Marcia said they are fully financed until the summer of 2021, with room to complete everything they need to do for bankable feasibility engineering and to be in a position to complete the construction financing. However, Marcia notes they are considering an interim private placement.
DEEP also intends on producing its first electricity in the spring, possibly April or May, bringing in a small, one-megawatt organic Rankine cycle generator which will generate its power from the hot water from the Border-5HZ well.
“We want to test it in the field, on a small unit, in case there’s something we still need to work out,” Marcia said.
The power will be used onsite for their own power needs.
DEEP is also looking at adding an eight-to-10 megawatt solar power generation and battery facility to the project. The idea is that all 20 megawatts produced by the geothermal plant will be fed to the SaskPower grid. The parasitic load, the power needed to run the facility, including the pumps in the wells, would come from solar and battery generation. Marcia pointed out this has been done in Nevada at the Ormat Tungsten geothermal facility.
DEEP is now progressing from the exploration phase to the development phase. Marcia said, “We’re really advanced the project this year.
“This current design will be refined on the results of this horizontal well. And whether that changes the number of wells, or the spacing of the wells, we don’t know that yet. What we do know is that this well could be a game-changer for us.”
“Here’s what I love: Here we've taken world class drilling expertise and technology, horizontal drilling, hydraulic stimulation, all done on the backs of our oil and gas industry. And we're doing this for the first time in geothermal. No one has done this before. That's cool.”
She added, “The feasibility engineering needs to wrap up this spring. We have to see the long-term results of this horizontal well. That information gets fed into the subsurface design, which then drives the surface design.”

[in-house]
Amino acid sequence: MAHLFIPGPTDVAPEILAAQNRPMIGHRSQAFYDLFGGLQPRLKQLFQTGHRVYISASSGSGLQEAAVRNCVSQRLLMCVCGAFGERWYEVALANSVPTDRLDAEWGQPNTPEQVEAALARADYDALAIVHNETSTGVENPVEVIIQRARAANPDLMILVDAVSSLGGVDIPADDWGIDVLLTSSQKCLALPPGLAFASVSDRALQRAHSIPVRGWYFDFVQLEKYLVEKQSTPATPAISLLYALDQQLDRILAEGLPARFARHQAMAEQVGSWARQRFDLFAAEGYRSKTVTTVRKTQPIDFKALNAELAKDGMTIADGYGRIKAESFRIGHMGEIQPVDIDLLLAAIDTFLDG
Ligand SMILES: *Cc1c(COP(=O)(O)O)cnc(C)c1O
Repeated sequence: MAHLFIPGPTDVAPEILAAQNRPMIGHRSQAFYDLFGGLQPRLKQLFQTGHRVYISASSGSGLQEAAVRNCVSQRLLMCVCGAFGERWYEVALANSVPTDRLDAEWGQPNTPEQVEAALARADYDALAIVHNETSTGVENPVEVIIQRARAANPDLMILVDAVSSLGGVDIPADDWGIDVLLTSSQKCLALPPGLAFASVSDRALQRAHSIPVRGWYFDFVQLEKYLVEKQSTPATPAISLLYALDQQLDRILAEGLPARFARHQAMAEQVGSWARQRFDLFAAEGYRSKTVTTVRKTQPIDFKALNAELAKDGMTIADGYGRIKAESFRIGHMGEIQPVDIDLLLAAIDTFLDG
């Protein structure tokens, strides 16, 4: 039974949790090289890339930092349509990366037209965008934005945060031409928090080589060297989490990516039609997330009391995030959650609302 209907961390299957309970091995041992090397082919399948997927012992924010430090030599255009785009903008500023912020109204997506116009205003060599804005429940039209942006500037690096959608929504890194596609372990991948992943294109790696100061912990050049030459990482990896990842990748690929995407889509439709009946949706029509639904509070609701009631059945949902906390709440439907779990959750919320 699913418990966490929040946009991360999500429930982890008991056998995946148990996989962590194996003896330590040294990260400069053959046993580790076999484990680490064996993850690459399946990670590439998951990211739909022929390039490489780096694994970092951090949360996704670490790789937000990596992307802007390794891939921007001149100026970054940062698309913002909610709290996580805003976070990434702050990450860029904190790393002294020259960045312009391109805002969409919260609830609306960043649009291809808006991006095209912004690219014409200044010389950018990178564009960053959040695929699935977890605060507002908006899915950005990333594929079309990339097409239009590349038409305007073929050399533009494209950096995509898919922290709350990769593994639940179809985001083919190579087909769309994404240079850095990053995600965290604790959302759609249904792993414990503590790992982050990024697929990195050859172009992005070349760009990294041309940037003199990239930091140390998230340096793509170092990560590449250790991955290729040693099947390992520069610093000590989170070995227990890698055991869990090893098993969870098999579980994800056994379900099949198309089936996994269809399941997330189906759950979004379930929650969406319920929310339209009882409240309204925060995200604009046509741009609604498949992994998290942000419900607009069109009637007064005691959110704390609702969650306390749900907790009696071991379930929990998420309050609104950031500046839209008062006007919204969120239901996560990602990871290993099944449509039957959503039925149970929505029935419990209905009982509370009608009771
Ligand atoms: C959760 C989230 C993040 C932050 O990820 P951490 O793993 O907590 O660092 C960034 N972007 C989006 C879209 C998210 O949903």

GeothermEx’s sign-off is the final stamp that they can take to lenders, she said.
“It really is coming down to finishing the reporting, get the debt in place, going into construction.”
Green energy is getting attention from investors, and Marcia feels they are well-positioned.
“I do think the timing is right. If there is to be an energy transition at all, DEEP is a perfect candidate to take advantage of that investor interest.”
Marcia said they are building out their team. Tom Kishchuk has been appointed chief operating officer, effective Nov. 25. Kishchuk joined the DEEP team in September 2020 as a special advisor to the management team.
“This project is moving ahead. We are moving from previous chapters into larger chapters. We recognize that we need to build a team along the way to make this happen, and having Tom is really going to be a wonderful addition to the team,” she said.
DEEP’s release noted, “Using his more than 30 years of technical and business management experience in the energy industry he will provide leadership to the surface operations and engineering teams as the project advances to achieve commercial operation of Canada’s first geothermal power plant. Prior to DEEP, Kishchuk was the president and chief executive officer of Mitsubishi Hitachi Power Systems Canada, Ltd., and vice-president operational support for Federated Co-operatives Limited.”
Hitachi supplied the turbine for the Boundary Dam 3 Integrated Carbon Capture and Storage Project.